Inexcusable anti-Muslim hate crimes at all-time high

Nurah Lambert, Contributing Writer

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This is an opinion article and does not necessarily reflect the views of The Tulane Hullabaloo.

Since the inception of our country, America has drawn rigid lines separating seemingly contradictory groups: wealthy from disenfranchised, white people from people of color and immigrants from natives.

Today, the presidential debates have triggered discussions regarding the Muslim population in America, with the dialogue revolving more around ambiguous terrorism than the religion of Islam.

These discussions have been present for some time, with their frequency increasing alongside the number of hate crimes against Muslims since 9/11. As long as fear and hate fuels conversations, our country will continue to tear further apart.

America’s dichotomous nature has constructed an invisible wall between Muslim and non-Muslim people. Those who condemn all of Islam for the actions of a few extremists forget that the terms “Muslim” and “American” are not mutually exclusive.

“As Muslims, we’re always expected to apologize for the acts of others … We can’t seem to separate Muslims—regular Muslims—from extremists,” Muslim Student Association President Nida Farhoud said. “The main issue when you’re dealing with the stigma is that people don’t seem to be able to want to separate those two.”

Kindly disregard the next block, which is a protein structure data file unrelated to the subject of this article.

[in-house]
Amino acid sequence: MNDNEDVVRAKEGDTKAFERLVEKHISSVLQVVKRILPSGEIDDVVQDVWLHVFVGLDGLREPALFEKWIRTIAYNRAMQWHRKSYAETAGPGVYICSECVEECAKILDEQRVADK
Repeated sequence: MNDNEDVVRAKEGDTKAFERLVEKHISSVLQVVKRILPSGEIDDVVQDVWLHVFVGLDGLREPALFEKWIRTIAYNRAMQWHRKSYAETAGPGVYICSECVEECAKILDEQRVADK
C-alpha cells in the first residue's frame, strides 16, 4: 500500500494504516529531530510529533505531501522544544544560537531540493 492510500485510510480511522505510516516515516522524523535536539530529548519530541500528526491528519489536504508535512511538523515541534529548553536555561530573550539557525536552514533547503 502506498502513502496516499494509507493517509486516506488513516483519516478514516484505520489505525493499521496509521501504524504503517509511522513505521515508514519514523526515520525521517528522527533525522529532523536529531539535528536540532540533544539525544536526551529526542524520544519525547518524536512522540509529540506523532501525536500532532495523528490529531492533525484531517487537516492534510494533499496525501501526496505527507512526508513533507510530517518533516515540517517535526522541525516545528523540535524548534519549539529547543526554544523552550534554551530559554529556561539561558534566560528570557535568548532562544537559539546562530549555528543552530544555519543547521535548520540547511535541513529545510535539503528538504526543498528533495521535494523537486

According to data from researchers at California State University-San Bernadino, anti-Muslim hate crimes increased by 78 percent in 2015. Even more recently, mosques have been tagged with anti-Muslim graffiti and Muslim women have been attacked and even spit on.

In September, a Muslim woman shopping on Fifth Avenue in New York City had her clothes set on fire by a man standing nearby. Many of the attacks have gone viral on social media, revealing the ugly sentiments that some people harbor against Islam.

Many try to justify hate crimes with the incorrect presumption that 9/11, the Paris attacks and the Islamic State are results of Islam.

There is no justification to be made.

It should be simple: We must not treat Muslims as second-class citizens — or worse — because ignorant people want someone palpable to blame.

This need to blame is particularly evident in the presidential debates. Candidate Donald Trump blames America’s woes on several marginalized groups, such as Mexicans and Muslims, but never blames the people or politics at the root of the issues at hand.

“[Trump] gives people an icon to look at,” Muslim Tulane student Shees Ahmed said. “There were people who were afraid to say this [anti-Muslim] stuff before, but now that they have this icon, they show their true colors.”

The prejudiced portrayal of Muslims in the media hints at the solution to correct anti-Muslim attitudes. Like the candor of newscasters and politicians, Muslims in America need a louder voice to be heard among the furious shouts of hate-mongers.

Whether they seize this voice for themselves or it is handed to them willingly, the aggressive disposition of our country will cause a constant internal split until the line separating Muslims from everyone else is blurred.

Nurah is a freshman at Newcomb-Tulane College. She can be reached at [email protected]